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30 years of Birmingham rep: Staging the grand design; Sixties architect of Birmingham Rep Graham Winteringham tells Terry Grimley he still feels a great affinity with the building.

Architects may come and architects may go, as Paul Simon once sang, but Graham Winteringham has never really left the Birmingham Rep.

A Birmingham resident since the late 1940s, he lives just a few miles away from the building he designed in the late 1960s and has hardly missed a show on its enormous stage over the last three decades.

Now coming up to his 79th birthday he is still in rude heath. He ran the London marathon 11 years ago and only last week he and his wife walked 30 miles in two days along the Pilgrim's Way - in his case an architectural pilgrimage which ended at the west door of Canterbury Cathedral.

'You do have an affinity to buildings you have designed,' he says. 'You see what happens to them over the years.

'In my later years in practice I did quite a lot of conservation work at places like Baddesley Clinton and Charlecote. There, of course, you are being very disciplined in going back to the intentions of the original architect or master builder, but when you designed a building in the 20th century you knew perfectly well that it would be changed.'

As we talked over cups of coffee in the Rep's foyer yesterday morning Winteringham declared himself 'pretty happy' with the way the Rep has survived its first three decades. He likes the now white foyer space more than when it was first changed in the 1980s, when some false columns, since removed, were introduced.

I tell him that my wife has never forgiven the Rep for covering up his original brick floor.

'The original concept was to extend the outside pavement into the theatre,' he recalls. 'It was not unlike the paving we now have outside in Centenary Square. But there were some people who were asked why we couldn't have traditional theatre carpeting. I told them we couldn't afford it for one thing.'

He gives the same reason for the exposed brick in his earlier city centre theatre, the Crescent, which opened in the mid-1960s and was sadly demolished a few years ago. Perhaps they couldn't afford the plaster, but the warm exposed brick was very much a part of the modern architectural aesthetic of the time, as was the use of materials at the Rep.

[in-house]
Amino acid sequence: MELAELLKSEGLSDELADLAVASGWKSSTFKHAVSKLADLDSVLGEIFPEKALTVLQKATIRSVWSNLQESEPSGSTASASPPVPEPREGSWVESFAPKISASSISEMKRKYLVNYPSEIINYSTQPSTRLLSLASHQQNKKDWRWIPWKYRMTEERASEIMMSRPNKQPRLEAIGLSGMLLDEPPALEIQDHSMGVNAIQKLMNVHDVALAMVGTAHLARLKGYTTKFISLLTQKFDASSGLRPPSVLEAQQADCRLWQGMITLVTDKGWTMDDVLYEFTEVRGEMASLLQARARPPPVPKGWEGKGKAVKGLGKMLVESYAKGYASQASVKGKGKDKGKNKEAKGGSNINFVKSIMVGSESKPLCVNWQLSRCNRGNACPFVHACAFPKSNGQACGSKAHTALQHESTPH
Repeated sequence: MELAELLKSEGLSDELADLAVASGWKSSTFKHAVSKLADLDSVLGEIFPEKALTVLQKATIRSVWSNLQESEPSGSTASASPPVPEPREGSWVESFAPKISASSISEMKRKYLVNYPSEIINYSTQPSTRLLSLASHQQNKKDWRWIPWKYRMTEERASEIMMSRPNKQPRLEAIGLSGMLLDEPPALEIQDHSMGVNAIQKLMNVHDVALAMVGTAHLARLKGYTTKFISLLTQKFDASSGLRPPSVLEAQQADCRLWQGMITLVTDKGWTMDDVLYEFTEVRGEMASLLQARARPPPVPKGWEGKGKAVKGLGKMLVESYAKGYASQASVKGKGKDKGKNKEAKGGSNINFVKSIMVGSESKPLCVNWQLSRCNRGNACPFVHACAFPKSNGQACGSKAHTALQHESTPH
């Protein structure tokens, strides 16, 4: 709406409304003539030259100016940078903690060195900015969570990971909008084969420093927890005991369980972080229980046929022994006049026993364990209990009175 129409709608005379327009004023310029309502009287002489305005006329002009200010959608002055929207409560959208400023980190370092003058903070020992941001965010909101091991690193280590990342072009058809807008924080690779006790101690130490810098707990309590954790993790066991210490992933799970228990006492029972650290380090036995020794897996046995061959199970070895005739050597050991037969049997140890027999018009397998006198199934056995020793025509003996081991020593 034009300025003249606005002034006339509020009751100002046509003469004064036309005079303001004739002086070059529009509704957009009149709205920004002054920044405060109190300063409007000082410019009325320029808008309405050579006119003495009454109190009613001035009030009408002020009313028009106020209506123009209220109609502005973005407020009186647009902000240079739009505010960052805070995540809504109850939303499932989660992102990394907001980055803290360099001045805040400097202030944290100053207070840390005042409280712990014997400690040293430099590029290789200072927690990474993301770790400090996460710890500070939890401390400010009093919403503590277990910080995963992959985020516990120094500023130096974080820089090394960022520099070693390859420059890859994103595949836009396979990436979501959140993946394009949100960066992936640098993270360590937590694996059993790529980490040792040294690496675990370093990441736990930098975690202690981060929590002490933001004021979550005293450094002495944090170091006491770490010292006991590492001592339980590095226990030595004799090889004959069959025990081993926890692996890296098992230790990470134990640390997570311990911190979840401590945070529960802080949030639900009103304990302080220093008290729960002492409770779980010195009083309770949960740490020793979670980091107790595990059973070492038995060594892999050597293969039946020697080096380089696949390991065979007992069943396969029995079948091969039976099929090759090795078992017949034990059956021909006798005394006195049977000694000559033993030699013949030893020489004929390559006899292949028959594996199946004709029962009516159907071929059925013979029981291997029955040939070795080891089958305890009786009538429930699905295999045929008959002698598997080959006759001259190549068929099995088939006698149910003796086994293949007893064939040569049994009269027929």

Looking at the Rep today (and for most of us it perhaps takes a small effort to really look at buildings we have become used to taking for granted), it seems a remarkable essay in the textural potential of concrete.

'It was very much the concrete era, but I did want it to be as light as possible,' Winteringham says. 'We were lucky with structural engineers - we had Arups, who did the Sydney Opera House. Two of their guys worked in my office for six months. We were very pleased with the way the inverted arcade of the facade worked.'

Although he was a partner in the firm of ST Walker & Partners, the Rep was set up as a project under his own name, in partnership with the city architect: 'I think they wanted someone to blame if things went wrong,' he suggests.

Fortunately things didn't go particularly wrong, although the scheme had a difficult gestation period.

Just when it was ready to roll in the late 1960s the Wilson government introduced a ban on capital projects, and by the time it was lifted building regulations had changed.

Few now remember that the original landscaping proposals included a lake in front of the theatre (the lighting was designed to be reflected in the water) or that the back of the theatre was meant to look out on an extension of the civic centre with high rise office blocks lining Cambridge Street.

'The original brief was pretty startling -1,000 seats in one rake. The design of theatres in those days was very much argued about - should it be a proscenium stage, a thrust stage, or in the round? It went on and on. This is why Denys Lasdun, when he came to design the National Theatre, designed three different auditoriums, rather than try to do all three in one.

'We eventually came down in size from 1,000 because we realised it was getting too huge a space. But the idea of a single rake did appeal to me - it smacked of the Greek arena.'

Now given an imposing setting by Centenary Square, the Rep seems simultaneously of its time and yet hardly at all dated in the negative sense. It is certainly one of the very best designs to remain in the city from that most almost universally deplored of decades, the 1960s.

What other contributions to the cityscape do we owe to Graham Winteringham?

'We did quite a few schools, including Hodge Hill School, and some churches, including Garretts Green Church. We also did quite a lot of housing for the city, but no high-rise! I've often been prodded and accused of designing high-rise housing, but I always say, as it happens, I didn't do any!'

overlewith complicated results.

Winteri. the original that building disapdisappointed very outside .t o I'm pety hapy with whats hapened to the e buiding i didnt liem it when it was /. e Pilgrim's way abs glorius wanted to end up at canterbury Cath: PW tgake syou more or less up to the West front.

we did 30-odd miles in a couplemof days.

some of rem,arks we hn theatre first opeend.

concept was to extend .

we had


Architect Graham Winteringham, now 79, hardly misses a show at Birmingham Rep The Birmingham Repertory Theatre pictured in 1971
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Publication:The Birmingham Post (England)
Date:Oct 17, 2001
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